Separated by pandemic, Clovis nursing home resident and family want to reunite via Alexa

CLOVIS, Calif. (KFSN) -- Sara Hawkins wants to make every moment spent with her grandmother, 85-year-old Maxine Buddle, count.

Because of the pandemic, the amount of time they've recently spent together is few and far between.

Buddle suffers from advanced dementia and mobility issues.

She lives at the Willow Creek Health Care Center in Clovis.

The last time Hawkins saw her grandmother face to face was February.

"Those moments of seeing her grandchildren and her great-grandchildren are so precious and we want to maximize that," she said.

Like others, the family is only allowed two 30-minute video chat sessions a week.

Sometimes during those chats, her dementia prevents her from having a conversation.

So Hawkins and her family came up with a solution - to install an Amazon Echo Show device in her room so they could communicate more frequently.

"The advantage of the Echo is that my grandmother could do that more on her own, it is voice-activated," she said.

Hawkins said staff have been incredibly attentive and caring for her grandmother, but when it came to the Echo device she was met with opposition.

"In the beginning, they told us it was a HIPAA violation, for privacy issues," she said.

Since then, Hawkins' mother has sat out front of the facility for a few hours each day with this cardboard sign reading, "Alexa allows contact."

In a statement, Willow Creek Administrator Brett Hobbs said:

"At Willow Creek Healthcare Center the safety and well-being of our residents is our highest priority. We recognize the difficulties government-mandated restrictions on visitation during the COVID-19 pandemic present. We're working with residents and their families to facilitate visits by electronic means, whether via phone, FaceTime, Skype or otherwise, to make sure they are able to stay as close as possible to their loved ones during this difficult time. We have iPads and other devices that residents can use to communicate with their loved ones, and we ensure that all residents who want to use them have access. Residents and families are of course also welcome to purchase their own phones and other communications devices to keep in touch. That said, we also have to be mindful of HIPAA and other privacy rights of residents and others in the facility that can be impacted when devices can be controlled by people outside the facility. As a result, we are unable to allow remote-controlled devices, whether Echos or otherwise, to be placed in the facility. Any device used needs to be operated by the resident, and staff is happy to help them if they are unable to do it themselves. We welcome feedback from residents and families on how we can better serve them during this unprecedented time, and will do our best to help them stay in touch until regular visits are possible again."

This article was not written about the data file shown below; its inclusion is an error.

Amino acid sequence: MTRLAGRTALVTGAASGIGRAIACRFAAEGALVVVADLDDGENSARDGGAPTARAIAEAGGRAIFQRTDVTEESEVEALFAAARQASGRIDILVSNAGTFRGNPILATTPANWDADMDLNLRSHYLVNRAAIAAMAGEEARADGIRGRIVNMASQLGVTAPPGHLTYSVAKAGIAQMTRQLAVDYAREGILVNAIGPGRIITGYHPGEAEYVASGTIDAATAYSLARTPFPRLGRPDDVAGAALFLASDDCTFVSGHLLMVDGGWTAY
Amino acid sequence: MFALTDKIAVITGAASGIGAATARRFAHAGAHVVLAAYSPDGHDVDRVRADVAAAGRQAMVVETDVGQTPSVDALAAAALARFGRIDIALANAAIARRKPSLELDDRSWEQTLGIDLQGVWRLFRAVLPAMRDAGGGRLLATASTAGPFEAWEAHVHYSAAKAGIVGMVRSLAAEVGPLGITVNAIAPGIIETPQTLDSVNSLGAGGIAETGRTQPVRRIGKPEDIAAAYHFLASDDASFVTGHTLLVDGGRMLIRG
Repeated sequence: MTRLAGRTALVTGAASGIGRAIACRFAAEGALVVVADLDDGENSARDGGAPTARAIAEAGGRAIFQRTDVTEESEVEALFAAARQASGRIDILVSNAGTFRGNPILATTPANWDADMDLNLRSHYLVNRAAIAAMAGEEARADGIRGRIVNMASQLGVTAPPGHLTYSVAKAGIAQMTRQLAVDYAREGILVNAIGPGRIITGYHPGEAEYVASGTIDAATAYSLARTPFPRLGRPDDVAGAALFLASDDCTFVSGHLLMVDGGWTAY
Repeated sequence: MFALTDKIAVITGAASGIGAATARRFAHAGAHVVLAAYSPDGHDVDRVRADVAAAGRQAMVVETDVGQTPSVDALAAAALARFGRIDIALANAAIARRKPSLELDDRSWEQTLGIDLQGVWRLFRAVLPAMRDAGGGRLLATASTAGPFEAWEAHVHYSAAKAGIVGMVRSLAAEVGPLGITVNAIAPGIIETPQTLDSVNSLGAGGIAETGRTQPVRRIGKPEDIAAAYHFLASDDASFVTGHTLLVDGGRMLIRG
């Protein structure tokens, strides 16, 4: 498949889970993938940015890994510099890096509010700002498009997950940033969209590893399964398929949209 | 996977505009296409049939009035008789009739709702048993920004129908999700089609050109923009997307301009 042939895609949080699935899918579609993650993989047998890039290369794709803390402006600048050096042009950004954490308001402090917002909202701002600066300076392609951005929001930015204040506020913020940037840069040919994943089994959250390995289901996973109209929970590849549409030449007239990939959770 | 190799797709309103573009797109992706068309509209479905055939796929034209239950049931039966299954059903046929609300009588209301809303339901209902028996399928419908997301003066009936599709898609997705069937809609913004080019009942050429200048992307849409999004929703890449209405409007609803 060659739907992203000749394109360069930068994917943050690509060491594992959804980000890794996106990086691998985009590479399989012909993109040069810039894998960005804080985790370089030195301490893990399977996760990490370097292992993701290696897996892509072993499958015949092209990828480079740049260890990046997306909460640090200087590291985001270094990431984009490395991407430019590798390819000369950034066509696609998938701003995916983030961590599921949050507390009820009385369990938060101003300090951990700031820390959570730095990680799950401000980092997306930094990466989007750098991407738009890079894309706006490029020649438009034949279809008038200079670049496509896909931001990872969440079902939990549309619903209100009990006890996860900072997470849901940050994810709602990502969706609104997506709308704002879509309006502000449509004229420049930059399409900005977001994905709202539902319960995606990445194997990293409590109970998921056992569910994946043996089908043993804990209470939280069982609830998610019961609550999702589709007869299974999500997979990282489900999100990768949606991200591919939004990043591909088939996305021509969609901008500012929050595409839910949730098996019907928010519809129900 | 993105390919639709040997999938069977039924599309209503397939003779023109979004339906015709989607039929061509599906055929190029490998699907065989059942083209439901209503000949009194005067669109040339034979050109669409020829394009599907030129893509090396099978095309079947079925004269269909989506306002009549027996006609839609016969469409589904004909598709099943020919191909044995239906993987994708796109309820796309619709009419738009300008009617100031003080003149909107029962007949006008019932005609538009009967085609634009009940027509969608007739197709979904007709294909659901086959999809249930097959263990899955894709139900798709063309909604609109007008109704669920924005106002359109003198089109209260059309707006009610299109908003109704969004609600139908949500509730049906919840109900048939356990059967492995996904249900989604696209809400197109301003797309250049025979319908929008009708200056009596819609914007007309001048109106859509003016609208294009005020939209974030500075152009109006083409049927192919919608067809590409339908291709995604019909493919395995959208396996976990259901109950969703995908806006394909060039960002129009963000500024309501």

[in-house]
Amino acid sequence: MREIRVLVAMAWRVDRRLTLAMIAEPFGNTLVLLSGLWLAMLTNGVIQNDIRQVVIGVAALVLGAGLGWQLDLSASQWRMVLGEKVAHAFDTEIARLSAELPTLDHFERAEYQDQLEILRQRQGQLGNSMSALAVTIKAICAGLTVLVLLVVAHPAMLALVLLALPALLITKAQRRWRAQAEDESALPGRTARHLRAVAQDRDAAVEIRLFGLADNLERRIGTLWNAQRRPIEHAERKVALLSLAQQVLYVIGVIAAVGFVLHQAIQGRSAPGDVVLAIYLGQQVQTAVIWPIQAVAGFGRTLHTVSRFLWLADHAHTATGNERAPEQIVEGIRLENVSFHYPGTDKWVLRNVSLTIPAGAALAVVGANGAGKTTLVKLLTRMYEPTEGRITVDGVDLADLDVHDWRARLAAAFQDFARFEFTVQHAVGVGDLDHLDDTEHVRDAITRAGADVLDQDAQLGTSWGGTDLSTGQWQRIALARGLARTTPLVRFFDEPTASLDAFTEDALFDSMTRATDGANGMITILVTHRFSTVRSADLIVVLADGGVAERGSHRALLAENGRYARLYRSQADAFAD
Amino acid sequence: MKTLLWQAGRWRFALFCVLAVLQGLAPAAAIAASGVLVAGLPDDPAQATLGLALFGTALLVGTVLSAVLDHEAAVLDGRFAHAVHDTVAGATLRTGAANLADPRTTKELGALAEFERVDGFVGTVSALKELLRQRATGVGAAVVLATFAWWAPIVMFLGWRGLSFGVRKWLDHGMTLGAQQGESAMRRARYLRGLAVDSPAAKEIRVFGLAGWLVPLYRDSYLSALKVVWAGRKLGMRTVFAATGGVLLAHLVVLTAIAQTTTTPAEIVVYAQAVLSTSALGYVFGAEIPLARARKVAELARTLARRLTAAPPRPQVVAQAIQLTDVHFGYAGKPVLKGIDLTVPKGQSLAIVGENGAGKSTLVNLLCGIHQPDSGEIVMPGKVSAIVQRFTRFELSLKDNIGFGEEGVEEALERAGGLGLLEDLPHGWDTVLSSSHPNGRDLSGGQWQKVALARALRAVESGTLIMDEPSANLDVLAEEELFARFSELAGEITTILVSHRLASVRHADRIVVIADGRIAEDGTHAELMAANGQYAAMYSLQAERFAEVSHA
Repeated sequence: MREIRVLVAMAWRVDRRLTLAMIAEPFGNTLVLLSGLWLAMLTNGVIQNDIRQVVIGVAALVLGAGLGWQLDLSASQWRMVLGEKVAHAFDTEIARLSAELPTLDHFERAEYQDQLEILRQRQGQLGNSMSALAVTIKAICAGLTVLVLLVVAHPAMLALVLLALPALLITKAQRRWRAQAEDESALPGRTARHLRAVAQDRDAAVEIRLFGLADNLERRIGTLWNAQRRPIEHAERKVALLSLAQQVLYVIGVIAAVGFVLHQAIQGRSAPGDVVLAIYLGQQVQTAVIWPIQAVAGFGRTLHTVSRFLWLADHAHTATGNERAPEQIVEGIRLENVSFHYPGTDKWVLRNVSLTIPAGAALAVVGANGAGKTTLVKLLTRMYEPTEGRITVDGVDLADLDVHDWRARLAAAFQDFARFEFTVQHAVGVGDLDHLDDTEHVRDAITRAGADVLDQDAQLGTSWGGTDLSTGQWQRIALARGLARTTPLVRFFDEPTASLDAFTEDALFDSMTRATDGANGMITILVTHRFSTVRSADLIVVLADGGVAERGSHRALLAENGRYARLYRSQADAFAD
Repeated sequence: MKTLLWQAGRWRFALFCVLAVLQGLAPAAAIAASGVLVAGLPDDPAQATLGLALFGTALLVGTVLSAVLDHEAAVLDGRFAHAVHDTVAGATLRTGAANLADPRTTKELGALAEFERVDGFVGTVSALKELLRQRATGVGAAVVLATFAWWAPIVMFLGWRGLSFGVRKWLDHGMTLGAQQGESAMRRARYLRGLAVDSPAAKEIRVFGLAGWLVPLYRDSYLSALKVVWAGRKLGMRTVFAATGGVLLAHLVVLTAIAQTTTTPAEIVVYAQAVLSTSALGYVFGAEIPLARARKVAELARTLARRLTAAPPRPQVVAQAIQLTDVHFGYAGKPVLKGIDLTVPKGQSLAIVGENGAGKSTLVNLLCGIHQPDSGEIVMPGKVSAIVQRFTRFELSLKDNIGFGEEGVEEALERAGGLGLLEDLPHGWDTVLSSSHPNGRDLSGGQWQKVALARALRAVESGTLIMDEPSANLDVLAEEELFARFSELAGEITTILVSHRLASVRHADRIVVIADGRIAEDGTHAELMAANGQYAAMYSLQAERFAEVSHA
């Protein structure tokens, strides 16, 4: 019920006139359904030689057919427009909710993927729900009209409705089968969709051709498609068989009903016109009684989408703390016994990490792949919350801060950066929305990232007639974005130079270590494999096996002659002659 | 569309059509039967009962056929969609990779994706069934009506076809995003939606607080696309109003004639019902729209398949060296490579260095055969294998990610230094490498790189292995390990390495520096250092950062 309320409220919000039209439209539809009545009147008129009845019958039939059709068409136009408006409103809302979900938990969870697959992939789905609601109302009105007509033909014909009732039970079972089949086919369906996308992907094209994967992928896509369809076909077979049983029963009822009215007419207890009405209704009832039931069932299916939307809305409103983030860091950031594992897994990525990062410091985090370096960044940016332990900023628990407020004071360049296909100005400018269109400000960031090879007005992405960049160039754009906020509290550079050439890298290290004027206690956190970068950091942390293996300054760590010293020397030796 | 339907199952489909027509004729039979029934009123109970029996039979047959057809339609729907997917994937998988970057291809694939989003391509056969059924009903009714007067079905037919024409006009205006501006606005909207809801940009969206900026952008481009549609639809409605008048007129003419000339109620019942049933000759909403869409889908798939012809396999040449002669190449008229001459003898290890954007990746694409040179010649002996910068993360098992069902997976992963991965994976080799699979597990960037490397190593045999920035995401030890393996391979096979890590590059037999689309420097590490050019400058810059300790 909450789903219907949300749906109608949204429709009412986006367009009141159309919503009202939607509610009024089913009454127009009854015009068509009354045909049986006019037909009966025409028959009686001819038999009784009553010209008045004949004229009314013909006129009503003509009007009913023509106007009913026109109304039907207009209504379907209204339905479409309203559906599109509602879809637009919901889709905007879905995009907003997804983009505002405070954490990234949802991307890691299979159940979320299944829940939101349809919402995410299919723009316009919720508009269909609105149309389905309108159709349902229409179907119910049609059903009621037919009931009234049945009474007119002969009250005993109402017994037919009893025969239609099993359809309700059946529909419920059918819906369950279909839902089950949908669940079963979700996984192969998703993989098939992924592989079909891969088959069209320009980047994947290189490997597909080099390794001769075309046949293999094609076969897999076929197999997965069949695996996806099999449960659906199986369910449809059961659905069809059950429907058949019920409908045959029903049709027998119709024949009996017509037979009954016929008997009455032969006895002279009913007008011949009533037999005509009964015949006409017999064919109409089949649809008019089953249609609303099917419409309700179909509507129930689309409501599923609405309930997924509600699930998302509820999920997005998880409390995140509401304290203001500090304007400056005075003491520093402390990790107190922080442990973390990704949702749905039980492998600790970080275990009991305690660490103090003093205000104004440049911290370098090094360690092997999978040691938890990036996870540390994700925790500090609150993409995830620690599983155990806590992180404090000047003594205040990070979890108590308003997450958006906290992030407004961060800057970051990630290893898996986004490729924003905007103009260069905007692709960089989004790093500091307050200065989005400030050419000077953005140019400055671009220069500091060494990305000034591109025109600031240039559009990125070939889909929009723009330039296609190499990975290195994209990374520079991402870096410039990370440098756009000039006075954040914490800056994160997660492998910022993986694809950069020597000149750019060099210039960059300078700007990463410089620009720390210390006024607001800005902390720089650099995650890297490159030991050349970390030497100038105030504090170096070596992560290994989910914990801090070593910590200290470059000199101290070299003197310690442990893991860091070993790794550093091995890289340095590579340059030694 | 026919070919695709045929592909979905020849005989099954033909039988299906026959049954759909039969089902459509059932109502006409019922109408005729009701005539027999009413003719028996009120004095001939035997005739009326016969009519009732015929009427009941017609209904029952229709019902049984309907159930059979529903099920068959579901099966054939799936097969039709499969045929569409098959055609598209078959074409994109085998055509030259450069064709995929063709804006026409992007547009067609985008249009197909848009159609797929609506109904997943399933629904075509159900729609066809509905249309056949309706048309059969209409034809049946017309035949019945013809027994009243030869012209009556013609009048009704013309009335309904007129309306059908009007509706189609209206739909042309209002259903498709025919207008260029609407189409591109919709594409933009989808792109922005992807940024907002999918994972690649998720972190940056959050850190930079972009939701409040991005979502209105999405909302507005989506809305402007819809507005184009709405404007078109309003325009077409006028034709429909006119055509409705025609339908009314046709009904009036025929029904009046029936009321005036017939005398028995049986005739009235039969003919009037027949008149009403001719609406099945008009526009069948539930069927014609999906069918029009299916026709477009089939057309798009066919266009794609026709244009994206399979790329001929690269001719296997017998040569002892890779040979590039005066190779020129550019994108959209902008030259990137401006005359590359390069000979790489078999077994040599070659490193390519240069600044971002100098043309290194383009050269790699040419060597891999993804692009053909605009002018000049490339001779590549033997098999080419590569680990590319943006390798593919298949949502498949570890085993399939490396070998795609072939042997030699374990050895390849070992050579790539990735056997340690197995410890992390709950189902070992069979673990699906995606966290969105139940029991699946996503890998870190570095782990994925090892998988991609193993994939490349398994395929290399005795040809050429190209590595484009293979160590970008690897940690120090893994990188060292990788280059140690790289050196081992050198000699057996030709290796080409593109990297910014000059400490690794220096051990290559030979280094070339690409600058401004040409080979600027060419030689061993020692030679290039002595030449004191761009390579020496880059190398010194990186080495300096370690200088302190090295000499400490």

"While it is a concern we feel that it could be worked around," said Hawkins.
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